Philippine church architecture historian Alicia Coseteng, in the book “Spanish Churches of the Philippines”, describes San Agustin as “‘having an inverted vaulting foundation, which reacts to seismic effects in much the same manner as the hull of a ship resists the waves’. Although this is difficult to prove, this may be one of the reasons why, amidst the destructive natural calamities that are prevalent in the country, the church is still standing today.
A second structural component of the San Agustín Church that may help explain its resilience to earthquakes is its lateral bays that act as interior buttressing. This is completely different from all the colonial churches where the wall buttresses flare out at the exterior side of the church walls. Within each compartmentalized bay is a side chapel. Seven side chapels line the entire length of each side of the nave, making a total of fourteen, of which twelve remain. The buttresses are thereby inside the church, with the side chapels between them.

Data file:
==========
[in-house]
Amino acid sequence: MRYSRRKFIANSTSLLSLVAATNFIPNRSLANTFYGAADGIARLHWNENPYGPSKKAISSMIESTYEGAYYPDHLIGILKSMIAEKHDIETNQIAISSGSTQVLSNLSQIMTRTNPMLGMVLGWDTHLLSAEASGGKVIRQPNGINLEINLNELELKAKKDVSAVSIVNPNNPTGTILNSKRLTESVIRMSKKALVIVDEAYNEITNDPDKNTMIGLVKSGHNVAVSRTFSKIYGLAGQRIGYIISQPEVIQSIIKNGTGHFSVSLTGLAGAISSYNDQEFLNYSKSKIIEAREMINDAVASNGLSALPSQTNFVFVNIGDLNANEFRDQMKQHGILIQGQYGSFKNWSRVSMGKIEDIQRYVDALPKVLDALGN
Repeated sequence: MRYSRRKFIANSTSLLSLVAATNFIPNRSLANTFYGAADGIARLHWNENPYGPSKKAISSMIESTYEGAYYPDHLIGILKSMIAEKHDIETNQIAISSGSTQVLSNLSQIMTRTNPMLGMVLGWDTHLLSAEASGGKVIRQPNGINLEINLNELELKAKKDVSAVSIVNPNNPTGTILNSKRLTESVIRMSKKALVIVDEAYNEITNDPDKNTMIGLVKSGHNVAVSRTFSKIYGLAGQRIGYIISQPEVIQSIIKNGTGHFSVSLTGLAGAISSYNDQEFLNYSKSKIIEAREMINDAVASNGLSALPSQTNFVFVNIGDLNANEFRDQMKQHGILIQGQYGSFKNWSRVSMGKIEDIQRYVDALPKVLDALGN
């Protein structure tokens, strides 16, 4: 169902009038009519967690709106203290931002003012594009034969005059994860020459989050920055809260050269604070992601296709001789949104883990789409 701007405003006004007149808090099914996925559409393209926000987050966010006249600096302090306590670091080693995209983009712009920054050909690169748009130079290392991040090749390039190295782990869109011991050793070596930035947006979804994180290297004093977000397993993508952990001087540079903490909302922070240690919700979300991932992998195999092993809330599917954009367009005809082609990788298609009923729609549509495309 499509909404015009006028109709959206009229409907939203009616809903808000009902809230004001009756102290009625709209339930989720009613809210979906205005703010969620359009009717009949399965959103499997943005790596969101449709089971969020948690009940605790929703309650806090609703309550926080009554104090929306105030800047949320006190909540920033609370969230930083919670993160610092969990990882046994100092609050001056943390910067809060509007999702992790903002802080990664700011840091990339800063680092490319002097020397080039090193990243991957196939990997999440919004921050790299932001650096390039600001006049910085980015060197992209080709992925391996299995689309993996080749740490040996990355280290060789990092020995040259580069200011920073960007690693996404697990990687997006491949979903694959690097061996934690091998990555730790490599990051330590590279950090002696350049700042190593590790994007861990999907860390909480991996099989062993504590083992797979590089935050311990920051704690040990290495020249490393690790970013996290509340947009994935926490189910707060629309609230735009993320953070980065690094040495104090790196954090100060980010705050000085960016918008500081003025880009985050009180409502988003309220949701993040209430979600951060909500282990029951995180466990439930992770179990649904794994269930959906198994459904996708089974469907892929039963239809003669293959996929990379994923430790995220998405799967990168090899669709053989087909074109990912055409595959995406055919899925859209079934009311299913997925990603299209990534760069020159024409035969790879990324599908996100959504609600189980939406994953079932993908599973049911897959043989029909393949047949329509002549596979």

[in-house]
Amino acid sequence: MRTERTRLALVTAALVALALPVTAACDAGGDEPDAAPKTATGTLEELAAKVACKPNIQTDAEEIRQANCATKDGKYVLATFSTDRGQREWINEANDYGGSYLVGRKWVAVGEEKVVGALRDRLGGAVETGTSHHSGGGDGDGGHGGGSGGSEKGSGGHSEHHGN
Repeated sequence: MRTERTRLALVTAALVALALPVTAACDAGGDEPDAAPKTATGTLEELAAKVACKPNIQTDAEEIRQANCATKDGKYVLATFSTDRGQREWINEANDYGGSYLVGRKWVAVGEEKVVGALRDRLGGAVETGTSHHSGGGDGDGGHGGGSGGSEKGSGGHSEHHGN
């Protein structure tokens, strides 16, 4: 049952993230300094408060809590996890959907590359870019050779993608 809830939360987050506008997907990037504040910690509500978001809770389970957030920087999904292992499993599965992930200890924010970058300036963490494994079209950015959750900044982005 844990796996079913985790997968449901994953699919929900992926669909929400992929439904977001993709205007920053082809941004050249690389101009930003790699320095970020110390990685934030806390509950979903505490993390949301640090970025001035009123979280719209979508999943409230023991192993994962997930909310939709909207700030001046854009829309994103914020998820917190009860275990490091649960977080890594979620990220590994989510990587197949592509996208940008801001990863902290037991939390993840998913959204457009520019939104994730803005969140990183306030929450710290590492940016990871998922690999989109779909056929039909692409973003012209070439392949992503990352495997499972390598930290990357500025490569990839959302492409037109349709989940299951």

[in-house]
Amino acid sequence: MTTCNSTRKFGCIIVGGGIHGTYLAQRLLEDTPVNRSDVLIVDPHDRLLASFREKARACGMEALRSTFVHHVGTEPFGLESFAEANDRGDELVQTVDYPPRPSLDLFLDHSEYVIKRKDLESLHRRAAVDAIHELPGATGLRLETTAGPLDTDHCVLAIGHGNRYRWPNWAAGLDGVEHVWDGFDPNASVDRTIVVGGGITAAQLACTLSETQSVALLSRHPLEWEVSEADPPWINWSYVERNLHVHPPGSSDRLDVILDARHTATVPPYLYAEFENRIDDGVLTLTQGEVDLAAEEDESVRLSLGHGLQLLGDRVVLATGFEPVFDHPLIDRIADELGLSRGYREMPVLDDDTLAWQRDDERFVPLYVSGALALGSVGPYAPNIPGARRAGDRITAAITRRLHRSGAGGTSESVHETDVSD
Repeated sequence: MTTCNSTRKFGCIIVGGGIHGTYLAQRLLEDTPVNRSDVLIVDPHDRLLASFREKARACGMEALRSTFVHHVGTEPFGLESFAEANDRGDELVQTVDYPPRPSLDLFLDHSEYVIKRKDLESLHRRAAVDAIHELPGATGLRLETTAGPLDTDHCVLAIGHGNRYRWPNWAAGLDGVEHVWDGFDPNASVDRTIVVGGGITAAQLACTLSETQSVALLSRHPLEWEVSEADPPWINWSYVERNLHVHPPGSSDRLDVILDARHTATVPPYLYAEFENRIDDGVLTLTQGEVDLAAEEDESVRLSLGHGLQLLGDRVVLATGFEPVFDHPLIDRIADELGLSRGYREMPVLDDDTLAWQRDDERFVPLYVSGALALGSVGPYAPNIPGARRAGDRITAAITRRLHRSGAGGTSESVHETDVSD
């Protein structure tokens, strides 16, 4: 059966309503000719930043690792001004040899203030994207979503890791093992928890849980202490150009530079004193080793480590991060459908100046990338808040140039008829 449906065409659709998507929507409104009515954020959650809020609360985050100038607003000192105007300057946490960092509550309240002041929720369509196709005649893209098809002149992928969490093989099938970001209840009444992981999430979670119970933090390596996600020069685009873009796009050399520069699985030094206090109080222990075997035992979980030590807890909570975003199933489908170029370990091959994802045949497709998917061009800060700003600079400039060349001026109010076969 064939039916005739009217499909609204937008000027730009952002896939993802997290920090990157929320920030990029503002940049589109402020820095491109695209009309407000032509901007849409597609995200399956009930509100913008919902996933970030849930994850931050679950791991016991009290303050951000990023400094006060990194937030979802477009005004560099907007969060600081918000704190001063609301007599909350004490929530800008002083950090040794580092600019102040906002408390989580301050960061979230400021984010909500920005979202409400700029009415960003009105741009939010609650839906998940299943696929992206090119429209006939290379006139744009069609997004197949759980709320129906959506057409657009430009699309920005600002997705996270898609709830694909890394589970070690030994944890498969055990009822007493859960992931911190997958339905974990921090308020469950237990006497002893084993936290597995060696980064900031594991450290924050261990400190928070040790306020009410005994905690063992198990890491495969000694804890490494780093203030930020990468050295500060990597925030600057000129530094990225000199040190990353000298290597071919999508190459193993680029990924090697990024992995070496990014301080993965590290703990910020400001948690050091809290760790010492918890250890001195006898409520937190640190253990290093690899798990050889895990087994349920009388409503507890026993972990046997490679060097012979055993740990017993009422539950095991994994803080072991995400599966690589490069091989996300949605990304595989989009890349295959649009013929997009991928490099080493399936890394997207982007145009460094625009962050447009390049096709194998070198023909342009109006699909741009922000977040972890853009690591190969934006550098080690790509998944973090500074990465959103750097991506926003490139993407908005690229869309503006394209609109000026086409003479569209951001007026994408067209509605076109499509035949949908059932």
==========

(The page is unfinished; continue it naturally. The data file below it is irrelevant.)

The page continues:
Items of great interest include a gilded Baroque pulpit decorated with a pineapple finial, a 17th-century carved and inlaid choir stalls, twenty-five huge paintings by Fuster and Enriquez, a 17th century facistol or lectern carved in Macao and ivory images of the Virgin, San Miguel, a crucifix carved by Juan de los Santos in the 18th century. The sculpted Chinese lions (or fu dogs - see images above), that stand guard at the entrance of the front courtyard, are a reminder of the centuries of cultural and commercial exchange between Filipino and Chinese merchants.